This emissions charging mechanism should be used to encourage the freight industry to play its part by consolidating deliveries and avoiding deliveries in the rush hour when road space is at a premium.
Proposed framework for emissions-based road charging to be implemented by 2018
|Time of day||Location||Emissions i.e. quality||Distance i.e. quantity of fuel burn|
|Rush hour (a.m./p.m.)||Inner London||White – zero tailpipe||Size of vehicle|
|Not rush hour||Outer London||Green – Euro 6 petrol or CNG (not LPG)||Per kilometre|
|Yellow – Euro 6 diesel|
|Red – Euro 5 diesel|
|Black – Other|
By 2020, such a scheme should be based on actual emissions rather than manufacturers’ ‘optimistic’ claims and take account of the health effects of tyre and break wear.
By 2020, London should also be paying people to walk or cycle and charging everyone else ‘something’ to use public transport and more to drive.
Contactless payment and mobile phones are already making these changes possible. CAL is deliberately not specifying technology solutions as so many are possible e.g. tag and beacon, existing APRN cameras, mobile phone or contactless card technology or satellites.
People might be paid to join the scheme and then be charged as above. To protect privacy, a single weighted-distance measure might be transmitted at the end of each day for each participating person with the weighting based on the person’s travel by time of day, location, emissions standard (or mode by 2020) and size of vehicle. No daily GPS data or other journey data might need to be transferred to Transport for London.
Of course, other solutions are needed for air pollution but these Gordian knots must be cut now.
Simon Birkett, Founder and Director of Clean Air in London, said:
“There are already signs that Rory Stewart, the new Air Quality Minister at Defra, is providing leadership in an unprecedented and very positive way within Government.
“Other leading Conservatives, such as Zac Goldsmith, Mark Field and Nick Hurd, are already helping to shift the political debate towards a vigorous cross-party discussion about the rapid implementation of ambitious clean air policies proposed by them or others.
“The Mayor is expected to announce his plans for taxi and private hire vehicles within the next month. The Mayor needs to understand that the ‘Eight point transformation package’ proposed by Clean Air in London and the Licensed Taxi Drivers Association is not an a la carte menu and he will only succeed if ‘once in a generation funding’ to replace the taxi fleet is used to insist on the scrapping of the turning circle requirement. The reality is that the taxi industry has no long term future unless it can compete financially with other ‘mobility’ options by increasing ‘choice’ for drivers and passengers and guaranteeing different propositions for the taxi and private hire industries.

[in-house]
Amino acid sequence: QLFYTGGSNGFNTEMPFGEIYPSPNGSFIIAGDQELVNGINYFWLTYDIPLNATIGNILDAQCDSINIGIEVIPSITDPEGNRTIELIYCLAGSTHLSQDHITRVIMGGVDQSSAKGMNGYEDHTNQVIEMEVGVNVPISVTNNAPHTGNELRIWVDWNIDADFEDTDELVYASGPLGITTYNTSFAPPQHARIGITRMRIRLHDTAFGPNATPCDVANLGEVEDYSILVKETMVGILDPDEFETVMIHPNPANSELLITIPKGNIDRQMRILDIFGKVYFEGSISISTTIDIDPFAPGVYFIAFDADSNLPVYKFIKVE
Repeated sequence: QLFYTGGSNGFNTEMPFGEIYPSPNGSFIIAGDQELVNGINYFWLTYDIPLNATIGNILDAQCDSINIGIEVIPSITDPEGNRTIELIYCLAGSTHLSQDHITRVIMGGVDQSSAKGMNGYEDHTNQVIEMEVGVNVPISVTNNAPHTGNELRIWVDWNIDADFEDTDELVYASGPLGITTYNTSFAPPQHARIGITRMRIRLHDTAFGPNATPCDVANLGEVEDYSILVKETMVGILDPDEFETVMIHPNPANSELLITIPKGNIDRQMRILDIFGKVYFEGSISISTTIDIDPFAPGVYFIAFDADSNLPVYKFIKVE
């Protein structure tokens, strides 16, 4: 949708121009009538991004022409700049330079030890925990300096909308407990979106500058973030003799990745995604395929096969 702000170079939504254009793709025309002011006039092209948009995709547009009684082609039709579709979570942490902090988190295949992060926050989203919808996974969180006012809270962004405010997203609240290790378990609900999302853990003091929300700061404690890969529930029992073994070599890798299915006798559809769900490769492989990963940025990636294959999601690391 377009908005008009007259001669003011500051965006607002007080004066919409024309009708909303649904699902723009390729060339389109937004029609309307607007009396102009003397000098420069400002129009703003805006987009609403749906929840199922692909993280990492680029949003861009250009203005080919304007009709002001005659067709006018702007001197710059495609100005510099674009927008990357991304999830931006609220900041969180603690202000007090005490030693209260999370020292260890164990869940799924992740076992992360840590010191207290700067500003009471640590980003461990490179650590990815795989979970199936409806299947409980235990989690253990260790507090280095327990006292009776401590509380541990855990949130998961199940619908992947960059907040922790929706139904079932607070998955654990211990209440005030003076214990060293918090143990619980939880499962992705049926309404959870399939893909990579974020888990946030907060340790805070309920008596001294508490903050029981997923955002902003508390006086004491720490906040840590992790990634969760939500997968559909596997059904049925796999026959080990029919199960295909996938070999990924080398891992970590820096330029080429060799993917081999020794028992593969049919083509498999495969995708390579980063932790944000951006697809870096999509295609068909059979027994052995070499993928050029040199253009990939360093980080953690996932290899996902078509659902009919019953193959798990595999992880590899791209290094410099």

“The time has come for emissions-based road charging. It is the simplest, fairest and most effective way to ensure the ultra low emission zone is delivered bigger, better and sooner. All Mayoral candidates should promise to implement it by 2018 in their manifestos. These changes would be turbo charged if the Government gives London the power to collect vehicle excise duty for the Government (or itself) in whichever way it chooses. We should listen to concerns about privacy but not be distracted by them. Anyone concerned about privacy issues should benchmark their concerns against existing transport and related security measures and consider CAL’s proposed protections.
“Of course, we need other action on air pollution. In particular, we need: the implementation of all the Environmental Audit Committee recommendations and excellent air pollution policies in the Liberal Democrats’ General Election manifesto; action on buses; the Clean Air Act updated for modern fuels and technologies including local generation (e.g. biomass and diesel), non-road mobile machinery and restaurant emissions; joined up thinking by BIS, DCLG, DECC, Defra, DfT and the rest of Government; the pedestrianisation of Oxford Street and other areas; and action on agriculture, shipping and aviation emissions nationally and internationally.
“Clean tech offers great opportunities. But it must be combined with lifestyle changes and backed by political will. Currently we focus too much on finding and laboriously assessing ‘technology silver’ bullets which cost more and more to achieve less and less. Instead, policy makers and political leaders should prioritise lifestyle changes and the banning of the most polluting sources before considering short and long-term technology solutions to air pollution.
“Clean Air in London has never been more optimistic. As well as the Mayoral election in 2016, next year will be the 60th anniversary of the Clean Air Act that transformed London and made it a world leader for nearly 15 years.
“We must grasp a similar once in lifetime opportunity to transform our transport system and make London the healthiest, most liveable mega city in the world.”
- Statutory Inner London boroughs
Camden, City of London, Greenwich, Hackney, Hammersmith and Fulham, Islington, Kensington and Chelsea, Lambeth, Lewisham, Southwark, Tower Hamlets, Wandsworth and Westminster (13)
- Statutory Outer London boroughs
Barking and Dagenham, Barnet, Bexley, Brent, Bromley, Croydon, Ealing, Enfield, Haringey, Harrow, Havering, Hillingdon, Hounslow, Kingston upon Thames, Merton, Newham, Redbridge, Richmond upon Thames, Sutton and Waltham Forest (20)